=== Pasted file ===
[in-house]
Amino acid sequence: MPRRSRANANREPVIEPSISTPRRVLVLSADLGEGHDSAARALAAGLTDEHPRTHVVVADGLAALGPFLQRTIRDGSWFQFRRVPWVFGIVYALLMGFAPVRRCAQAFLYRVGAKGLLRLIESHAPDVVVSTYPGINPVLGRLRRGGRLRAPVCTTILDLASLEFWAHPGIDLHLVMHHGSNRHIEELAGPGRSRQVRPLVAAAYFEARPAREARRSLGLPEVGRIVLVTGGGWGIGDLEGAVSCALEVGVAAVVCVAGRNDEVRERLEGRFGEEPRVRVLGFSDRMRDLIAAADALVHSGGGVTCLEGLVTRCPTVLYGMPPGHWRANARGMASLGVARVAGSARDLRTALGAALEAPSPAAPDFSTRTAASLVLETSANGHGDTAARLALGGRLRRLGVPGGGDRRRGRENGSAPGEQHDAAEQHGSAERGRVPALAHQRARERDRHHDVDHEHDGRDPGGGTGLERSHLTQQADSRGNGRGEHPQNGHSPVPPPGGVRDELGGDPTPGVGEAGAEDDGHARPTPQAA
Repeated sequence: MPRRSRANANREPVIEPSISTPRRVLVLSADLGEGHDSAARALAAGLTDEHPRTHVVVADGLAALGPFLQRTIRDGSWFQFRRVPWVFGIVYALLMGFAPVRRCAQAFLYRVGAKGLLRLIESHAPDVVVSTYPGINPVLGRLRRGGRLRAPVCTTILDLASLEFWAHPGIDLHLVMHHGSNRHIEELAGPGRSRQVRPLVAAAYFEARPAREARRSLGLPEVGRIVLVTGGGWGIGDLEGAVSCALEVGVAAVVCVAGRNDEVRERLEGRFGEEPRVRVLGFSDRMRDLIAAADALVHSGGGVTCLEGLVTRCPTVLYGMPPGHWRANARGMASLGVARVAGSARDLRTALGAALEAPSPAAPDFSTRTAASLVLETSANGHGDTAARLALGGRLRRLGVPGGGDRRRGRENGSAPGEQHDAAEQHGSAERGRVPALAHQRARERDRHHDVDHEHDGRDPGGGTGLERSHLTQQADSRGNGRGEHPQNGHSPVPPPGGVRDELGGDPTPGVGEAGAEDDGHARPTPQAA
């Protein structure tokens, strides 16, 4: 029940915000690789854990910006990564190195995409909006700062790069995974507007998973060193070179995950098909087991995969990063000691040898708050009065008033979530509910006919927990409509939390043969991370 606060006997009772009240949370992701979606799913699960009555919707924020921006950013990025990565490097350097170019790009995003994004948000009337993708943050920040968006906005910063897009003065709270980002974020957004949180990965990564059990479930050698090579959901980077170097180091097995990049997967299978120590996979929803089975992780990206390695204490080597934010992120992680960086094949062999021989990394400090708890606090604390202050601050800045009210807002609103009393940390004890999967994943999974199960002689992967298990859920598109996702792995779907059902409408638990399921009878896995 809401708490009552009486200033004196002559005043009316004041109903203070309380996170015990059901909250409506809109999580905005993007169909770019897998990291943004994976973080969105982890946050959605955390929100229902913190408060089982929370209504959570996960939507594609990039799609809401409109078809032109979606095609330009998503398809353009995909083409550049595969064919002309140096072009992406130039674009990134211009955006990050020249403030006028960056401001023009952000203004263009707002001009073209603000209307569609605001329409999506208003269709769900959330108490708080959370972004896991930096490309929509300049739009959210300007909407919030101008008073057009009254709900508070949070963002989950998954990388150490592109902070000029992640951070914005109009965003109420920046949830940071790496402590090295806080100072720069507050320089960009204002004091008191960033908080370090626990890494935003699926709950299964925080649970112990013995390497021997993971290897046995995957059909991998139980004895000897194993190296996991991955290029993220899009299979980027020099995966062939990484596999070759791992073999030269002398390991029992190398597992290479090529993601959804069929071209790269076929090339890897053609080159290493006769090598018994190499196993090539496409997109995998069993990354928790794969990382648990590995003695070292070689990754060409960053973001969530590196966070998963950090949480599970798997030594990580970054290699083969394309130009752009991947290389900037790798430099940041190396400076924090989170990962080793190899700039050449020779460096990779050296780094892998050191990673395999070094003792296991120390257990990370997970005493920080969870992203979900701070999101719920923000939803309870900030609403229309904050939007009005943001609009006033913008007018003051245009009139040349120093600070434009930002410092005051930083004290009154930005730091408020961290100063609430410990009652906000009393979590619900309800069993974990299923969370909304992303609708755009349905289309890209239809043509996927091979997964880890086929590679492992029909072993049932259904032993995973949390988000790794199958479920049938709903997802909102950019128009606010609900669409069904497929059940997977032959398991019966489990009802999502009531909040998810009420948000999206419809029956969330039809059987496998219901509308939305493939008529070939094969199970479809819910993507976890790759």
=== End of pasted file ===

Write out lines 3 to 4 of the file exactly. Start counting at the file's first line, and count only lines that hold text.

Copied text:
Repeated sequence: MPRRSRANANREPVIEPSISTPRRVLVLSADLGEGHDSAARALAAGLTDEHPRTHVVVADGLAALGPFLQRTIRDGSWFQFRRVPWVFGIVYALLMGFAPVRRCAQAFLYRVGAKGLLRLIESHAPDVVVSTYPGINPVLGRLRRGGRLRAPVCTTILDLASLEFWAHPGIDLHLVMHHGSNRHIEELAGPGRSRQVRPLVAAAYFEARPAREARRSLGLPEVGRIVLVTGGGWGIGDLEGAVSCALEVGVAAVVCVAGRNDEVRERLEGRFGEEPRVRVLGFSDRMRDLIAAADALVHSGGGVTCLEGLVTRCPTVLYGMPPGHWRANARGMASLGVARVAGSARDLRTALGAALEAPSPAAPDFSTRTAASLVLETSANGHGDTAARLALGGRLRRLGVPGGGDRRRGRENGSAPGEQHDAAEQHGSAERGRVPALAHQRARERDRHHDVDHEHDGRDPGGGTGLERSHLTQQADSRGNGRGEHPQNGHSPVPPPGGVRDELGGDPTPGVGEAGAEDDGHARPTPQAA
């Protein structure tokens, strides 16, 4: 029940915000690789854990910006990564190195995409909006700062790069995974507007998973060193070179995950098909087991995969990063000691040898708050009065008033979530509910006919927990409509939390043969991370 606060006997009772009240949370992701979606799913699960009555919707924020921006950013990025990565490097350097170019790009995003994004948000009337993708943050920040968006906005910063897009003065709270980002974020957004949180990965990564059990479930050698090579959901980077170097180091097995990049997967299978120590996979929803089975992780990206390695204490080597934010992120992680960086094949062999021989990394400090708890606090604390202050601050800045009210807002609103009393940390004890999967994943999974199960002689992967298990859920598109996702792995779907059902409408638990399921009878896995 809401708490009552009486200033004196002559005043009316004041109903203070309380996170015990059901909250409506809109999580905005993007169909770019897998990291943004994976973080969105982890946050959605955390929100229902913190408060089982929370209504959570996960939507594609990039799609809401409109078809032109979606095609330009998503398809353009995909083409550049595969064919002309140096072009992406130039674009990134211009955006990050020249403030006028960056401001023009952000203004263009707002001009073209603000209307569609605001329409999506208003269709769900959330108490708080959370972004896991930096490309929509300049739009959210300007909407919030101008008073057009009254709900508070949070963002989950998954990388150490592109902070000029992640951070914005109009965003109420920046949830940071790496402590090295806080100072720069507050320089960009204002004091008191960033908080370090626990890494935003699926709950299964925080649970112990013995390497021997993971290897046995995957059909991998139980004895000897194993190296996991991955290029993220899009299979980027020099995966062939990484596999070759791992073999030269002398390991029992190398597992290479090529993601959804069929071209790269076929090339890897053609080159290493006769090598018994190499196993090539496409997109995998069993990354928790794969990382648990590995003695070292070689990754060409960053973001969530590196966070998963950090949480599970798997030594990580970054290699083969394309130009752009991947290389900037790798430099940041190396400076924090989170990962080793190899700039050449020779460096990779050296780094892998050191990673395999070094003792296991120390257990990370997970005493920080969870992203979900701070999101719920923000939803309870900030609403229309904050939007009005943001609009006033913008007018003051245009009139040349120093600070434009930002410092005051930083004290009154930005730091408020961290100063609430410990009652906000009393979590619900309800069993974990299923969370909304992303609708755009349905289309890209239809043509996927091979997964880890086929590679492992029909072993049932259904032993995973949390988000790794199958479920049938709903997802909102950019128009606010609900669409069904497929059940997977032959398991019966489990009802999502009531909040998810009420948000999206419809029956969330039809059987496998219901509308939305493939008529070939094969199970479809819910993507976890790759």